We had just had our Halloween party back in 2012 at 375 Hudson Street when New Yorkers started to realize the big bad hurricane was coming to get us.  As she was working on Superstorm Kathryn Miles said the storm was like the shark in Jaws–only this monster ate its way up from Jamaica to the Great Lakes, with New York City as its main course.  Her story of forecasters and their science unable to make sense of this unprecedented system as it played out day by day, of the seamen whose traditional knowledge didn’t help, and of the people whose lives it destroyed is all about the unforgiving, fearsome power of nature—just when we thought we had it beat.



doessantaexistDoes Santa Exist?, by Eric Kaplan

Ok, so Does Santa Exist? is the most profound and funny book I’ve ever worked on and probably ever will.  I am pretty much unhinged about it.  Eric Kaplan has a job as a brilliant comic writer on America’s  most popular sit com and is finishing his Ph.D. at Berkeley, but I’m just hoping he starts a cult so I can join it.  How could such a simple, childish question lead to such a dazzling, exuberant flight across the deepest questions of human existence?  You will learn a bunch of philosophy, and the point of it all too.  As Matt Groening said, “It is the funniest book of philosophy since… well, ever.”  Just the thing for the gift giving season!




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TheLostWifeWhen writing novels, one never knows where inspiration will strike.   A few years ago, I was well into my research for a book on the ways that Jewish artists managed to create art during the Holocaust, when I overheard a story at the local hair salon about a couple who were separated at the beginning of the war with each of them being told that the other had perished. Sixty years later, they miraculously were reunited at the wedding of their respective grandchildren.  When I overheard that story, I felt like I had been struck by lightning.  My mind was filled with so many questions: why had this couple each believed the other had died? What was their initial love story? What were their second love stories that produced the children who were now the parents of the grandchildren getting married?  And most importantly, how did they each survive World War II?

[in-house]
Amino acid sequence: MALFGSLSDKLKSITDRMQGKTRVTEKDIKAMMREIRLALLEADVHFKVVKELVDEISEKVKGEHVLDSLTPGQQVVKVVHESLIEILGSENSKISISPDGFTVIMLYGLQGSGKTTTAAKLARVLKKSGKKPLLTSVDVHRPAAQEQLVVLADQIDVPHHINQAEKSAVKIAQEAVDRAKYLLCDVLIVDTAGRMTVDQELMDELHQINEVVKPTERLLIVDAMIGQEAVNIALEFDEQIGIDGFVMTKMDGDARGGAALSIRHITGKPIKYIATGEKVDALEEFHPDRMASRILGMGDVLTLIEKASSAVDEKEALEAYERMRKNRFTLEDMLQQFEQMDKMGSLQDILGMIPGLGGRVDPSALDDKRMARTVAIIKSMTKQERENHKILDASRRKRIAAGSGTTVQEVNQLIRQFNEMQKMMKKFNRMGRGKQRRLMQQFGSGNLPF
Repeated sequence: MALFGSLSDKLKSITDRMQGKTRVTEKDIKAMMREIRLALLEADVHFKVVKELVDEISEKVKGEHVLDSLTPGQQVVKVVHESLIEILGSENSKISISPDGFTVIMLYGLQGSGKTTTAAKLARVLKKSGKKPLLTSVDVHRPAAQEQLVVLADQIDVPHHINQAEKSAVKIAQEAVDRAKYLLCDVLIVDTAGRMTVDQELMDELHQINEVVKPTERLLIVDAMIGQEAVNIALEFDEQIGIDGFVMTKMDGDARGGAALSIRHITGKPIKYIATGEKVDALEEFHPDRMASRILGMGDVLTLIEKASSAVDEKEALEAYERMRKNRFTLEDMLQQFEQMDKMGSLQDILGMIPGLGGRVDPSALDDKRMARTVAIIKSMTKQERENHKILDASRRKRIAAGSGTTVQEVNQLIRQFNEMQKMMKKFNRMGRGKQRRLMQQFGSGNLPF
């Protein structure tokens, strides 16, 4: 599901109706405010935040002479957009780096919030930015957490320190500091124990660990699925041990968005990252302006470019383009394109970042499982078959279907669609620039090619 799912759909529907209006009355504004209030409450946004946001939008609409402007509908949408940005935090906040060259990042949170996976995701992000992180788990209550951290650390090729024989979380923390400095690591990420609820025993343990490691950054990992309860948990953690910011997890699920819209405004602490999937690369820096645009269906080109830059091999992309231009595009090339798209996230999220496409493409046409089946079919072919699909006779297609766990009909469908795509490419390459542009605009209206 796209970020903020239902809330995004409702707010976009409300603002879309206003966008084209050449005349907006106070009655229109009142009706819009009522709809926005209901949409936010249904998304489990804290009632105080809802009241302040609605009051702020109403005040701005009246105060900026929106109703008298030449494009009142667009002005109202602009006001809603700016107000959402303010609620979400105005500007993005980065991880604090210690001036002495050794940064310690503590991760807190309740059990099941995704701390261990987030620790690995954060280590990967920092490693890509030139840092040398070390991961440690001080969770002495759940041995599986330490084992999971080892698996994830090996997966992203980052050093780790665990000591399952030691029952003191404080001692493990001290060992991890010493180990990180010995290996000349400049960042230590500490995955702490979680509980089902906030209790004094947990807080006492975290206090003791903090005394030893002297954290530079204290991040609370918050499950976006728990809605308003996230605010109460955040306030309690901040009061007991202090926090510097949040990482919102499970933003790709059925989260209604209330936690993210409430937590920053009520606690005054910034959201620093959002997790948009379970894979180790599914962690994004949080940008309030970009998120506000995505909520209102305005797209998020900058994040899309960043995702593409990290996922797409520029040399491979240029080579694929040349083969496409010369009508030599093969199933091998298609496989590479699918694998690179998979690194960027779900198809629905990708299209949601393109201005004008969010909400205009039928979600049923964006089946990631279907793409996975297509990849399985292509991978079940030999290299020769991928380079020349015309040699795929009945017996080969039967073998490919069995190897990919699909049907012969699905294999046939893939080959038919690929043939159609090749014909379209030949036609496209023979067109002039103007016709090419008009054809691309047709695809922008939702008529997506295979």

This story would end up being the bookends for my novel The Lost Wife, into which I invented the lovers’ histories both before and after their separation.

I wanted to draw in my readers by evoking the same questions that I had after initially hearing that story.  I wanted those questions to propel them into the same journey I too would undertake while crafting the body of the novel.

TheGardenofLettersThe inspiration for my new novel The Garden of Letters, also began after hearing a story that ignited my curiosity.  While at a dinner party, a friend shared with me the details about how her father had escaped from Hungry through Italy during WWII with forged papers that their family had spent their entire life savings on.  When my friend’s father arrived in Portofino, German guards were scrutinizing everyone’s papers so carefully that he was sure he was going to be arrested.

Suddenly, out from the crowd, a big barrel-chested Italian man cried: “Cousin, cousin, I’ve been waiting for you all week.  Thank heaven’s you’ve come!”

He was able to whisk my friend’s father away and take him back to his home on the cliffs of Portofino.